Posted On: Tuesday, March 13, 2018
The provincial British Columbia government has earned a bit of a reputation for being a real estate industry disruptor, subjecting the Metro Vancouver region to several new regulations unprecedented in other markets. In late February, another round of housing rules was brought forth in the provincial budget, including the expansion of the foreign buyers tax and a slew of new ownership disclosure rules.
While these changes have been designed to address the Vancouver area’s unique supply and demand issues, industry watchers believe some of the measures can – and will – trickle down to other Canadian housing markets. Here’s a look at what could be coming.
Under the new budget, the 15-per-cent foreign buyers tax, originally introduced in May 2016 in the Metro Vancouver region, will be upped to 20 per cent. The affected geographic area has also been expanded to include the Fraser Valley, central Okanagan and Southern Vancouver Island.
The tax has been controversial since its implementation; affordable housing advocates applauded the action, while critics said it failed to address the real issues behind speculative pricing. At worst, they said, the tax was blatantly racist for disproportionately targeting buyers of Chinese origin.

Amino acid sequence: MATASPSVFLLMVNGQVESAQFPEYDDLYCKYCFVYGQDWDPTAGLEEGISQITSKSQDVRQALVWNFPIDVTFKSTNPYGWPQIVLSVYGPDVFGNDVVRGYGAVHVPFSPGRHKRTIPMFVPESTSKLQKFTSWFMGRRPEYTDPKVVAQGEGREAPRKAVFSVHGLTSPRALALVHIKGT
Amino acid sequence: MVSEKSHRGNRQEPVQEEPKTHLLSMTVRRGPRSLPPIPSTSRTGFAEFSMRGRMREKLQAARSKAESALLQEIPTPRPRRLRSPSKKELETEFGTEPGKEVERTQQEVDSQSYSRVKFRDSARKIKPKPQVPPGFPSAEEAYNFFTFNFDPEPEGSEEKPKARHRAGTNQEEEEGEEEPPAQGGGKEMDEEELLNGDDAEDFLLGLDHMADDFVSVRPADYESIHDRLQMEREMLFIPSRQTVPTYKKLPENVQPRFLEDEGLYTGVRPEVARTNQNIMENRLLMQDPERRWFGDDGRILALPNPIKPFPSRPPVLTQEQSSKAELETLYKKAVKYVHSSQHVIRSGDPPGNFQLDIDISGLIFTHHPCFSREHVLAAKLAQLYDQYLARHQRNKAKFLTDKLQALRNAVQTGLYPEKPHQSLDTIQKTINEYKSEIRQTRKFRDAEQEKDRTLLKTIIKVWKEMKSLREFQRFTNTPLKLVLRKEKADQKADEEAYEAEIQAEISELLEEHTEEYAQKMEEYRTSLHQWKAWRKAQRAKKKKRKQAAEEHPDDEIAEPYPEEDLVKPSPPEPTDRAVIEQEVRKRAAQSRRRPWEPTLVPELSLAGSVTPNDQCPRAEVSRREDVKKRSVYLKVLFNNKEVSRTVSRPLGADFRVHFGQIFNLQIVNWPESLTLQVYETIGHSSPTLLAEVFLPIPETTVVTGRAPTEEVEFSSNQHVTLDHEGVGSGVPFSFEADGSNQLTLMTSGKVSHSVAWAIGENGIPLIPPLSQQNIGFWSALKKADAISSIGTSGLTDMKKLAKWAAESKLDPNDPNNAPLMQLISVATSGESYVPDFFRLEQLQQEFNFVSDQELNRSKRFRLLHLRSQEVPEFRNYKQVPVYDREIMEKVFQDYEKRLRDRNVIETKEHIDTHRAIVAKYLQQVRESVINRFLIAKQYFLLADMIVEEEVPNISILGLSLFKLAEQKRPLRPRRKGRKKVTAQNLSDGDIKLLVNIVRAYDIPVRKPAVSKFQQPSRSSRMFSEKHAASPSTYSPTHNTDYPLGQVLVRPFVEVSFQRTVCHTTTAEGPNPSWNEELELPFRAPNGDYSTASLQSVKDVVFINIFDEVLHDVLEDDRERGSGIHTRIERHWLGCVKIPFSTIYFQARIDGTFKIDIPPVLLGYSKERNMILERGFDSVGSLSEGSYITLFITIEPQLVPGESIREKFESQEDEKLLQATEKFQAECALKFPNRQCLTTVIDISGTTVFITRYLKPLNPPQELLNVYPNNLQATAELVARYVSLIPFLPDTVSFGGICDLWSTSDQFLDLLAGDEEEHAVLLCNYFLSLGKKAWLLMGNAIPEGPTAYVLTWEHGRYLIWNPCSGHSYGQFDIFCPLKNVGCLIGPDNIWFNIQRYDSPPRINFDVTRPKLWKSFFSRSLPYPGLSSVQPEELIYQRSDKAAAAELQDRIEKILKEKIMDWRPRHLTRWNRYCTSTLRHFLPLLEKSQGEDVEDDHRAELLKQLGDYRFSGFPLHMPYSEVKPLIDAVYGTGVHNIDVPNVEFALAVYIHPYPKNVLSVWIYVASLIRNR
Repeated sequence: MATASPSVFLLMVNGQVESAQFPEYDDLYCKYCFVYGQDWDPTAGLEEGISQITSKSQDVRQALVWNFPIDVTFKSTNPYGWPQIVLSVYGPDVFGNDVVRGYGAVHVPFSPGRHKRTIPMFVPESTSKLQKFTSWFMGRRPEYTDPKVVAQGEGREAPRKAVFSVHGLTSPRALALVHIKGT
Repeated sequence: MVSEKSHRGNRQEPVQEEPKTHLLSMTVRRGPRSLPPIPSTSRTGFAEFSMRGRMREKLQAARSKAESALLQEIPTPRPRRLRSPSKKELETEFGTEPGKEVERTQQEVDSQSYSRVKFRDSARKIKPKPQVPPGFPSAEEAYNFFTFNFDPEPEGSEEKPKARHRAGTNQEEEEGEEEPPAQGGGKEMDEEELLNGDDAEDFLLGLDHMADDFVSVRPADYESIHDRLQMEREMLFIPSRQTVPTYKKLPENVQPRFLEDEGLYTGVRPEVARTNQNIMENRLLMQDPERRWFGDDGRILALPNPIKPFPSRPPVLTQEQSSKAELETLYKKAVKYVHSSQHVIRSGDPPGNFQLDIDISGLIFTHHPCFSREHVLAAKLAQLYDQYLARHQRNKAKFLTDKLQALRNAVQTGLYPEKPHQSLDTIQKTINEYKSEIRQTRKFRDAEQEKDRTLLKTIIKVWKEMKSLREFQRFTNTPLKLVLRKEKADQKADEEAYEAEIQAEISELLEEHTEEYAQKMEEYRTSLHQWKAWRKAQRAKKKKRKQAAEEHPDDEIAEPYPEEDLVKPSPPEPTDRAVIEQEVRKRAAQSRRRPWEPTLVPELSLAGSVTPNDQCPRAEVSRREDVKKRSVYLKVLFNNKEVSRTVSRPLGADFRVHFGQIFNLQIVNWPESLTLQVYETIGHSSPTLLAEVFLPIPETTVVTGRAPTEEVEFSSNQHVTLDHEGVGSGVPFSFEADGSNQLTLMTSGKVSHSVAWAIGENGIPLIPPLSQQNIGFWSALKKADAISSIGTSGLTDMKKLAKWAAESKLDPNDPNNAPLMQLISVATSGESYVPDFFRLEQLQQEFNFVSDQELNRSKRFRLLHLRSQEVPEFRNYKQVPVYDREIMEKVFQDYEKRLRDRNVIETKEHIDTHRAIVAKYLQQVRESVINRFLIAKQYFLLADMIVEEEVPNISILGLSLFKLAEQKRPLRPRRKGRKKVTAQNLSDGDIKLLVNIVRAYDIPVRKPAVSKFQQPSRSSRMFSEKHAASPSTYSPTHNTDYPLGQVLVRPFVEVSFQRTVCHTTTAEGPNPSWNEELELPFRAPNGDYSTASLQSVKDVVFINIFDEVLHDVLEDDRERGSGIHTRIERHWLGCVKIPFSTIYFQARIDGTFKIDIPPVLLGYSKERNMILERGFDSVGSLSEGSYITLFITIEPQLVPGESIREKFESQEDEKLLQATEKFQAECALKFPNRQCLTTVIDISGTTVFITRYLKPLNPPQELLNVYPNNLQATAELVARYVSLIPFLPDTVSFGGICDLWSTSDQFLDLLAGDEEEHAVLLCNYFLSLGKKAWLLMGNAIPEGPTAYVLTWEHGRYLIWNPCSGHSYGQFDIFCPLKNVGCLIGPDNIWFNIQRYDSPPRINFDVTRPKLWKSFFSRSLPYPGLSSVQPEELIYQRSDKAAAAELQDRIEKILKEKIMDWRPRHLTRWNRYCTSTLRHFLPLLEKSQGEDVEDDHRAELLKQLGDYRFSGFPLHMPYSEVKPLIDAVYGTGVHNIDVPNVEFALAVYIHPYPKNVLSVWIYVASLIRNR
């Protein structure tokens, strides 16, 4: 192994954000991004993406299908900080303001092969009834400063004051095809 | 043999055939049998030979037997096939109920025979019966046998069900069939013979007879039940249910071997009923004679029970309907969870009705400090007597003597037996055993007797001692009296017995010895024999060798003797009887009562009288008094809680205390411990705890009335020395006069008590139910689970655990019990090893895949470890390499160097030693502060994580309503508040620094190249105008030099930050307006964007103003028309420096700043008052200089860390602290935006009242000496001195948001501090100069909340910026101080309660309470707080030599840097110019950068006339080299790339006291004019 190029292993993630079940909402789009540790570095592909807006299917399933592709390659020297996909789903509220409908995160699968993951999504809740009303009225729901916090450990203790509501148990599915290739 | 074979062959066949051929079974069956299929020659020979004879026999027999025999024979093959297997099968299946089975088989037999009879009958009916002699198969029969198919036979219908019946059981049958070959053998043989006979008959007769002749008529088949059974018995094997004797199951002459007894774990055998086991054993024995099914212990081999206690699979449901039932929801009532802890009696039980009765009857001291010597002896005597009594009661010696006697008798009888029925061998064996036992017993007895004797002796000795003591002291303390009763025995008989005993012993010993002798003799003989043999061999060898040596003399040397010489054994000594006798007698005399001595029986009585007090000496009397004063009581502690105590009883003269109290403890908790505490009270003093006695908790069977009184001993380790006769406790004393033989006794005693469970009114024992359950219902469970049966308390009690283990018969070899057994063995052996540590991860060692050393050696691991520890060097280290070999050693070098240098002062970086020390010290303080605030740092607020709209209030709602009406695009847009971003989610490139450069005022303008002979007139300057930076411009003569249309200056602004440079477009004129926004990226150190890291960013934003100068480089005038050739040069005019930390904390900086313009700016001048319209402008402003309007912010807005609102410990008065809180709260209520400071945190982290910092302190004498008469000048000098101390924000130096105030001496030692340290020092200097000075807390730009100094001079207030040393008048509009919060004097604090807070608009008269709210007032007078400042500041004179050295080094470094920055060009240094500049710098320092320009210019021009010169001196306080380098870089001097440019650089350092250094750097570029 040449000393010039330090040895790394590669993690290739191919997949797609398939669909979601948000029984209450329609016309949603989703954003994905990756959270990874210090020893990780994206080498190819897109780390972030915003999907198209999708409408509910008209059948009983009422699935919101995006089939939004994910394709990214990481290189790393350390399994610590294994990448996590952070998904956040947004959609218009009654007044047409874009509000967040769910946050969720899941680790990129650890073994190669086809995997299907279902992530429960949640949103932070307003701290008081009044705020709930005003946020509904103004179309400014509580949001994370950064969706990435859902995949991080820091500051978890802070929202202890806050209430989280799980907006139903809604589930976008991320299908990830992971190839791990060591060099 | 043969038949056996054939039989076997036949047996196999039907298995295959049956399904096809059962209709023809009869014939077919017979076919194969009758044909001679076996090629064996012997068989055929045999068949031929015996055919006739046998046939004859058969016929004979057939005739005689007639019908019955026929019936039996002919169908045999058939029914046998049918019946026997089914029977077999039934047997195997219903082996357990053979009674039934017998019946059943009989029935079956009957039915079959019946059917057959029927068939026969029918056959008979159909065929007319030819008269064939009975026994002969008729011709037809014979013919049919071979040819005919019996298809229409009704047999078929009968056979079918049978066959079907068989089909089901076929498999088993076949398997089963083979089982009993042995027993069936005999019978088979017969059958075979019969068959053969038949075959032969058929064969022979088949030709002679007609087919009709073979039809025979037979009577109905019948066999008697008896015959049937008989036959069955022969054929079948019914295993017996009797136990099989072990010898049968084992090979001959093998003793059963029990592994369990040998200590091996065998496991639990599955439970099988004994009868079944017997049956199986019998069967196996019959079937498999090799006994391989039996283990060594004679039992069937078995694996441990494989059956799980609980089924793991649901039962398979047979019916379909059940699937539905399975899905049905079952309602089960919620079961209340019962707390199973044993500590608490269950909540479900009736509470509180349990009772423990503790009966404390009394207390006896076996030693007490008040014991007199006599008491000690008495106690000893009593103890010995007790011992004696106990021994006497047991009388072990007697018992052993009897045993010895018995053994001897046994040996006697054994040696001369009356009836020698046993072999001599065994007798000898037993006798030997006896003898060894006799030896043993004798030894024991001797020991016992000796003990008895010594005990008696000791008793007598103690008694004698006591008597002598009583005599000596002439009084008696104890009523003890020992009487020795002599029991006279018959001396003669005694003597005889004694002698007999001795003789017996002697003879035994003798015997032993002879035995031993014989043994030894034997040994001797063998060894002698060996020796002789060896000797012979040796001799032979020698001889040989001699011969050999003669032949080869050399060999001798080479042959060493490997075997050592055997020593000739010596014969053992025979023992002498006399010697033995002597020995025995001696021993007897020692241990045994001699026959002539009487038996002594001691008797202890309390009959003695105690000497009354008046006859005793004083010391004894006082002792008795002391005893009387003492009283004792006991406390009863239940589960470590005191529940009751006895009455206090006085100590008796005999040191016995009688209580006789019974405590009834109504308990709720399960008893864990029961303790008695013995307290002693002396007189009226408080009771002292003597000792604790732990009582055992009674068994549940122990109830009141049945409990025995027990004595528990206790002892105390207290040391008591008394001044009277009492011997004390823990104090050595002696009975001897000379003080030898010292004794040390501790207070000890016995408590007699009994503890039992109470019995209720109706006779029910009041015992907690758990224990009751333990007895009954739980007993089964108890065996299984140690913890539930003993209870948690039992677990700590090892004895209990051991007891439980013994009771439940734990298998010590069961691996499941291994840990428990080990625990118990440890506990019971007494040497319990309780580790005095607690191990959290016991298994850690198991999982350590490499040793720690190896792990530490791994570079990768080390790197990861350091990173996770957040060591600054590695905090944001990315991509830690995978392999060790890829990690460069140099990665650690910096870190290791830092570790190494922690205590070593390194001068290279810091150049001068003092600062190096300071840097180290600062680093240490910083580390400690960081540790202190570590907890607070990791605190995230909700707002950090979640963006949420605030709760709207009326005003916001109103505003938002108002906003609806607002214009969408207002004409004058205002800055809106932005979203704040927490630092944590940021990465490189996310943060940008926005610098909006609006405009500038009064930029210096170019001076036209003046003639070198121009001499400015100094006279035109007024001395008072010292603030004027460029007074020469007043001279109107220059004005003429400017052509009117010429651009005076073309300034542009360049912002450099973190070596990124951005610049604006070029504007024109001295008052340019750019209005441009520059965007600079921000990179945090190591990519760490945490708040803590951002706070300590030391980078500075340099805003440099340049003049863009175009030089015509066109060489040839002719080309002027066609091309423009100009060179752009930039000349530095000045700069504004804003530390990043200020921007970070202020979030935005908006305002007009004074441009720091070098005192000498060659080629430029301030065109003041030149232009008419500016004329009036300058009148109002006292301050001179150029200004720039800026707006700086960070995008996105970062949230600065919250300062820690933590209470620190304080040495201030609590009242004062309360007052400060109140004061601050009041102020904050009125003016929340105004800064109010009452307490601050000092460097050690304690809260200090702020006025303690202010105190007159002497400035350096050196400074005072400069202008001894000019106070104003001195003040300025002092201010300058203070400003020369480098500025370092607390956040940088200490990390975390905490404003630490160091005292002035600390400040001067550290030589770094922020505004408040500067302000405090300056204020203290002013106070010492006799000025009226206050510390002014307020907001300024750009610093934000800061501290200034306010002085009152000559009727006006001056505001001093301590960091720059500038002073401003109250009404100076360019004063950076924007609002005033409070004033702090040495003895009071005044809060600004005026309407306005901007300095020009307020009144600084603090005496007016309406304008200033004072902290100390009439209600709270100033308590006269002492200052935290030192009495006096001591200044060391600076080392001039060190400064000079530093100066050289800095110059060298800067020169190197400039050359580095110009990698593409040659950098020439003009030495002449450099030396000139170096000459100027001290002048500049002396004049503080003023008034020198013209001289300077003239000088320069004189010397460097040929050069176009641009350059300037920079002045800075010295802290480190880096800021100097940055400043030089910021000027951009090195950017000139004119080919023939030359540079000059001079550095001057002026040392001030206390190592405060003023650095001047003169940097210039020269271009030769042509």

Originally, it didn’t seem likely the measure would be picked up in other markets. Ontario Premier Kathleen Wynne told reporters at an October 2016 press conference that the province would not “go down the road that British Columbia has gone down.
“I’m not interested in doing something that would have an unintended consequence in Ontario – something that was designed for a totally different market,” she said, adding that while housing proposals would come in the “not too distant future”, that they would be directed at the first-time-buyer contingent.
Her stance took an abrupt about-face, however, when a similar tax was rolled out within the Fair Housing Plan (FHP) in April 2017. Called the Non-Resident Speculation Tax (NRST), the new levy also commanded 15 per cent of the total value of home purchases made by out-of-country buyers in the Greater Golden Horseshoe region.
This expanded measure is despite recent data from Canada Mortgage and Housing Corp. (CMHC) and Statistics Canada, which found foreign buyers accounted for 3.4 per cent of real estate purchases in Toronto, and 4.8 per cent in Vancouver – lower than what was perceived by the public.
However, there has been evidence of an uptick in foreign interest in markets that do not have a such a tax. In Montreal, demand in the luxury homes segment is up 20 per cent, and the island just experienced its best January in eight years, at 13-per-cent year-over-year growth. While Quebec does not currently have legislation in place to implement a foreign buyers tax, it says it is monitoring the sale of property to and by foreign purchasers by tracking the locations of their principal residences. And, while the Ontario government hasn’t alluded to any new changes in the pipeline, agents are wise to keep an eye on this development when facilitating out-of-country purchases.